"We believe these slender yet strong paddles, though rooted in this soil of past memories, rise skyward to the future in a spirit of reconciliation and hope." Exactly what the dragon boat paddle is to the cancer survivor.
After being up all night with stomach pain which has basically been nothing more than "left overs" from chemo last week, this beautiful song began to play in my head so clearly and has ministered to my heart and mind throughout the day. John Mark's friend lost his life but what an outpouring of worship that rose up out of these ashes of pain and suffering simply because his friend's last hope was for the youth of our world to understand the Love that our God has for us.
I typed out the lyrics in hopes that you would read them (really read them) and think about how His Winds and Mercies has weighed you down in order to cover and shelter you from the storm's of life that would have surely overtaken you and left you broken.
He is jealous for me, Loves like a hurricane, I am a tree, Bending beneath the weight of his wind and mercy. When all of a sudden, I am unaware of these afflictions eclipsed by glory, And I realize just how beautiful You are, And how great Your affections are for me. And oh, how He loves us so, Oh how He loves us, How He loves us so
Yeah, He loves us, Oh how He loves us, Oh how He loves us, Oh how He loves. Yeah, He loves us, Oh how He loves us, Oh how He loves us, Oh how He loves. We are His portion and He is our prize, Drawn to redemption by the grace in His eyes, If grace is an ocean, we’re all sinking. So Heaven meets earth like a sloppy wet kiss, And my heart turns violently inside of my chest, I don’t have time to maintain these regrets, When I think about, the way…He loves us, Oh how He loves us, Oh how He loves us, Oh how He loves. Yeah, He loves us, Oh how He loves us, Oh how He loves us, Oh how He loves.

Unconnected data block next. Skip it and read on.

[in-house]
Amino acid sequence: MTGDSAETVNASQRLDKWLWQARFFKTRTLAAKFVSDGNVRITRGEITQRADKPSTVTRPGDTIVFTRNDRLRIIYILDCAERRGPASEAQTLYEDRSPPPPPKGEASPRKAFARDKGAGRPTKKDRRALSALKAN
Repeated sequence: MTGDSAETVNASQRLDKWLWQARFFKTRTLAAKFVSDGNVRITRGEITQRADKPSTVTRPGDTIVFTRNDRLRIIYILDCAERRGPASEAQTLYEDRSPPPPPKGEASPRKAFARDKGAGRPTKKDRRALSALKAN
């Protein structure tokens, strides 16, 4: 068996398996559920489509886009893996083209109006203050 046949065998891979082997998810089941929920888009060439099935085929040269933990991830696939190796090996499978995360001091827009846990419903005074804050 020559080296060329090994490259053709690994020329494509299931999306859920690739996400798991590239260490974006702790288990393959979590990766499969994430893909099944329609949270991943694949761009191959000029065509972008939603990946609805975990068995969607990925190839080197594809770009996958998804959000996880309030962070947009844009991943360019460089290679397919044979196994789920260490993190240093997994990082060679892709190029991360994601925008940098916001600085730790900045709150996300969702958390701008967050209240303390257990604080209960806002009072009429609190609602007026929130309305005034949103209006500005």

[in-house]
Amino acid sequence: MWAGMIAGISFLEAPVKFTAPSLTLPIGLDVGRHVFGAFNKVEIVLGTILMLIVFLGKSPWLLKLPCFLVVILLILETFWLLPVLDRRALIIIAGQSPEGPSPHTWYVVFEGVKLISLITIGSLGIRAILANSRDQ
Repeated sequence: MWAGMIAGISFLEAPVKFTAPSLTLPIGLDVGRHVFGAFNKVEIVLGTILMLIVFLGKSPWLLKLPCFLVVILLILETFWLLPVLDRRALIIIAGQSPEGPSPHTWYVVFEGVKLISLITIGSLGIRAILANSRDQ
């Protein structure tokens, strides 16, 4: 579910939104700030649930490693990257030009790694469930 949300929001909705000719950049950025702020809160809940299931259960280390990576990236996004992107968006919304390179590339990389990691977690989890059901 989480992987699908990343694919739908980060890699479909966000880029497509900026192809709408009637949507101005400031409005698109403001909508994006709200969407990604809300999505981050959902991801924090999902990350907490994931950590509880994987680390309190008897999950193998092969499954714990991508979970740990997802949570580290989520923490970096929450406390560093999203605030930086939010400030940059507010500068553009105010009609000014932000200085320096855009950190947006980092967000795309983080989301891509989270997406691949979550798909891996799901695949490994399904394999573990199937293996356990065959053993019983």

Letter to Phil Mickelson from Doug Kelly of the Myrtle Beach Herald concerning his wife's breast cancer diagnosis.
As your fans, we were sad to hear that your wife Amy has been diagnosed with breast cancer.After checking with an expert, I wanted to endorse your decision to set golf aside and tend to your wife and family.Nearly 25 years ago, I was a senior at Sumter High School and had just acquired, through attrition, the position of No. 1 man on the SHS golf team. Our best golfer and my good buddy Jason was moving away as his Air Force pilot father had just been transferred to another base. My game was much like it is today, streaky at best, but it was all I had to lead our rag tag fugitive fleet of golfers against other midlands schools.My parents were just a few years older than you and Amy back in the middle 1980s. That’s when the news came in that mom had been diagnosed with breast cancer. As a 17-year-old kid, I recall never being worried about Mom’s prognosis. At 17, everyone seemed invincible and the lady who had brought me into the world at 10 pounds, 2 ounces and now had to two babies over 6 feet tall could surely whip cancer.In 2009, my mother’s cancer would have probably been treated differently. Chances are radiation and chemotherapy would have been used. But back in 1986, when I believe doctors to have been using sharpened stones and voodoo hexes, the decision was made to move forward with a mastectomy. After the radical surgery, recovery was tough. Post hospital time, mom was laid up in bed at home for a month and was moving slowly for months more. While healing, doctors had told mom not to use her arms. That was more of a rhetorical, as she couldn’t move anyway.Think about how we use our arms and what it’s like to lose their use even for a few minutes.You need help with everything, from brushing your hair and teeth to other things that we are all accustomed to doing ourselves.That’s where you taking time off from the tour comes into play. Mom once told me that she appreciated dad letting the Air Force fly itself for a while and helping her with the things you only want those closest to you doing.I remember some light duty including helping her sit up in bed. After driving me around for 17 years, it was my turn to return the favor.I am thankful to the great doctors at Duke who saved my mother’s life. I almost feel guilty for rooting against Duke in most basketball games.I hope Amy’s treatment will not be as drastic and recovery less intense.The expert I mentioned at the beginning of the column is my mother. By the time you read this I will have returned from her 70th birthday dinner at Rudy’s on Ram Cat Alley in Seneca.Mom beat cancer and so can Amy. It was nice of the guys to wear pink and pink ribbons last week and the PGA tour will still be there when the time is right. More fans than you’ve ever had will be waiting on you when you return. Even after your time off with less practice, you’ll play better because you’ll appreciate it more.